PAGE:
March 2012
Volume 53, Issue 14
Free
ARVO Annual Meeting Abstract  |   March 2012
Kaolin-impregnated Gauze In Oculoplastic Surgery
Author Affiliations & Notes
  • Srinivas Sai A. Kondapalli
    Ophthalmology, The Eye Center of Columbus, Columbus, Ohio
  • Craig N. Czyz
    Ophthalmology, The Eye Center of Columbus, Columbus, Ohio
  • Kenneth V. Cahill
    Ophthalmology, The Eye Center of Columbus, Columbus, Ohio
  • Jill A. Foster
    Ophthalmology, The Eye Center of Columbus, Columbus, Ohio
  • Robert H. Hill
    Ophthalmology, The Eye Center of Columbus, Columbus, Ohio
  • Footnotes
    Commercial Relationships  Srinivas Sai A. Kondapalli, None; Craig N. Czyz, None; Kenneth V. Cahill, None; Jill A. Foster, None; Robert H. Hill, None
  • Footnotes
    Support  None
Investigative Ophthalmology & Visual Science March 2012, Vol.53, 1446. doi:
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      Srinivas Sai A. Kondapalli, Craig N. Czyz, Kenneth V. Cahill, Jill A. Foster, Robert H. Hill; Kaolin-impregnated Gauze In Oculoplastic Surgery. Invest. Ophthalmol. Vis. Sci. 2012;53(14):1446.

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      © ARVO (1962-2015); The Authors (2016-present)

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Abstract
 
Purpose:
 

Kaolin is a naturally occurring silicate mineral derived from clay. It has been widely used and anecdotally noted to promote wound healing and reduce scar formation. In fact, some patients use china clay, a kaolin concentrated earth product, for homeopathic management of wounds. Numerous studies from trauma and emergency medicine show Kaolin impregnated gauze to be safe and effective in controlling hemorrhage in extremity and abdominal sites. Our study will look at the application of kaolin to control perioperative bleeding and promote wound healing in eyelid surgeries.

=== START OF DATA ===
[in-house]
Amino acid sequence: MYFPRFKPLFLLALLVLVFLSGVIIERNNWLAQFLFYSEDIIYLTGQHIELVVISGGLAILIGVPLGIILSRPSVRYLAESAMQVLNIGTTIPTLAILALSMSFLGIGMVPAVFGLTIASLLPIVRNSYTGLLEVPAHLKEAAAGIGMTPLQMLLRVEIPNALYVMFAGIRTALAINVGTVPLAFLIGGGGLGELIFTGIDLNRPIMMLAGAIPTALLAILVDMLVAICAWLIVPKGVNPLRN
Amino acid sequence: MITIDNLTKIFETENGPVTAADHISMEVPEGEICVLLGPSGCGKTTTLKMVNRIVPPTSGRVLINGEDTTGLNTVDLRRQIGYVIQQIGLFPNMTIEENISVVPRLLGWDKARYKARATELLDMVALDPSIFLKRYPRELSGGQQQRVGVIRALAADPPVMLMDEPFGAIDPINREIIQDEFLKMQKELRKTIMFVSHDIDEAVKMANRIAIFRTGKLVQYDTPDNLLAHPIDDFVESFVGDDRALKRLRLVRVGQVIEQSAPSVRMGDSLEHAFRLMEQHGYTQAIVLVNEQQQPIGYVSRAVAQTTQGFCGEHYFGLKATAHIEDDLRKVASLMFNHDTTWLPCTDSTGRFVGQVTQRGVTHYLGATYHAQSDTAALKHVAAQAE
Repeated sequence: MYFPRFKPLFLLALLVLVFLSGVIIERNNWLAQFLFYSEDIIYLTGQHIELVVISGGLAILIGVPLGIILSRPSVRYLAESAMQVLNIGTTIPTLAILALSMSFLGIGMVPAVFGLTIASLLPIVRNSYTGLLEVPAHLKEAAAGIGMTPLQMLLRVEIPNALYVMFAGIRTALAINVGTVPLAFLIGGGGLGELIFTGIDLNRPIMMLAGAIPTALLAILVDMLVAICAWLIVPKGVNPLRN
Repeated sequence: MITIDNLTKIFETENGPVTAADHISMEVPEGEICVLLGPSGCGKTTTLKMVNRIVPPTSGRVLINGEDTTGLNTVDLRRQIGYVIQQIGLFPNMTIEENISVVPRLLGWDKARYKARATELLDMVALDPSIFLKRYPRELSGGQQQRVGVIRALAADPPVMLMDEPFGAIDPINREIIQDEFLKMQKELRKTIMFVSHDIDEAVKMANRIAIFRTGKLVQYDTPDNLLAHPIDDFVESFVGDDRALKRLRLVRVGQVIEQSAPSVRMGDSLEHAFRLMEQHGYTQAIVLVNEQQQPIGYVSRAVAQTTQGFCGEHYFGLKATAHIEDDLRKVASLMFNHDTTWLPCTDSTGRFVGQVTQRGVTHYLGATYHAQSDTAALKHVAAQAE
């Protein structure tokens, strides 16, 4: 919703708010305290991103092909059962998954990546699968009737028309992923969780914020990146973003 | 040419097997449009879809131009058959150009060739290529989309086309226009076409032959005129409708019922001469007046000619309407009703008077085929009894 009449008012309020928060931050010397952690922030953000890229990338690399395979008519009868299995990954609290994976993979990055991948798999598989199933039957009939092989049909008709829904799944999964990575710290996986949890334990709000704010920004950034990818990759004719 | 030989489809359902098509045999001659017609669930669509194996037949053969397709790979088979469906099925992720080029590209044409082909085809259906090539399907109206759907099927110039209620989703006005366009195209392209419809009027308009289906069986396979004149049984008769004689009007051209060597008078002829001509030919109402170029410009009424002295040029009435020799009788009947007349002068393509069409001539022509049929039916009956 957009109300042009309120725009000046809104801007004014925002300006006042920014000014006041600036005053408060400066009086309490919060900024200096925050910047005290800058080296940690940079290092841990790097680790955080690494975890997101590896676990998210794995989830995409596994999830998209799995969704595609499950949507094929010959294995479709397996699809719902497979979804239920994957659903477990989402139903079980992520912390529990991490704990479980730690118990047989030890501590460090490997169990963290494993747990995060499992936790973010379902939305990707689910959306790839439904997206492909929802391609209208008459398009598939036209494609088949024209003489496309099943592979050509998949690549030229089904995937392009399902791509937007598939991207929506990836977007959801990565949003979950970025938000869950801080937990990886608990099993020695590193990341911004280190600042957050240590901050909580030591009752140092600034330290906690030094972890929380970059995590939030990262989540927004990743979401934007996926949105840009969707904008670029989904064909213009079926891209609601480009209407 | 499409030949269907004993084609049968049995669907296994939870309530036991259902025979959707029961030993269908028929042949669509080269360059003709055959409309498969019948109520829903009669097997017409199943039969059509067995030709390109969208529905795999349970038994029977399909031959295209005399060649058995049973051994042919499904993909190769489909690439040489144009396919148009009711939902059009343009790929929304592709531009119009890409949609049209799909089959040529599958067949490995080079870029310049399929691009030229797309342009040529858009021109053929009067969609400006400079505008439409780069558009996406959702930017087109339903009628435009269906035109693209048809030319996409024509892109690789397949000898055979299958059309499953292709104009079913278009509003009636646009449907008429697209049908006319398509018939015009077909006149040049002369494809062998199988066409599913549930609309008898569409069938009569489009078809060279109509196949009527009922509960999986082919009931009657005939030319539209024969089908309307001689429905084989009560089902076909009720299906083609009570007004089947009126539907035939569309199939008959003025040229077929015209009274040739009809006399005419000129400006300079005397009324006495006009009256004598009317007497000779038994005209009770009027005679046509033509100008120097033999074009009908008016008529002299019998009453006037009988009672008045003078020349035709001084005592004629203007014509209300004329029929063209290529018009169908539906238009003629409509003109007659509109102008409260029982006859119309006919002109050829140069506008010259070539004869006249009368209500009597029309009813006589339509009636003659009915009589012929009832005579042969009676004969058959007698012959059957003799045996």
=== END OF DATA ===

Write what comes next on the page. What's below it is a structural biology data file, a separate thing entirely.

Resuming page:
Methods:
 

This prospective, randomized, double blinded study recruited 25 patients who underwent bilateral functional or cosmetic blepharoplasty or ptosis repair. After the initial incisions were performed, and skin was removed, a standardized size of kaolin impregnated gauze was placed on one side and cotton gauze on the other. Each gauze was left in place with gentle pressure for four and a half minutes and then removed. Individual areas of bleeding were noted, recorded, and addressed with electrocautery. Standardized postoperative photographs were obtained on day seven. The photographs were graded for edema and ecchymosis by four blinded observers. The data was analyzed using the appropriate statistical tests for data type.

 
Results:
 

A total of 25 patients underwent bilateral upper lid blepharoplasty (n=23) or bilateral lower lid blepharoplasty (n=2). Kaolin impregnated gauze did not improve intraoperative hemostasis in the eyelids. The number of bleeding sites on both treated and untreated sites was not significantly different (p=0.951) Photographic grading did not identify any significant differences in the post-operative ecchymosis or edema in the kaolin treated wounds.

 
Conclusions:
 

The use of kaolin for hemostasis and wound healing in eyelid surgery showed no benefit to either the surgeon or the patient. Intraoperative hemostasis was not aided by kaolin impregnated gauze. There were no significant differences when evaluating postoperative edema or ecchymosis. The contrasting usefulness of kaolin in other anatomical locations highlights the importance of dedicated research on the wound healing of periocular tissues.

 
Keywords: wound healing • eyelid 
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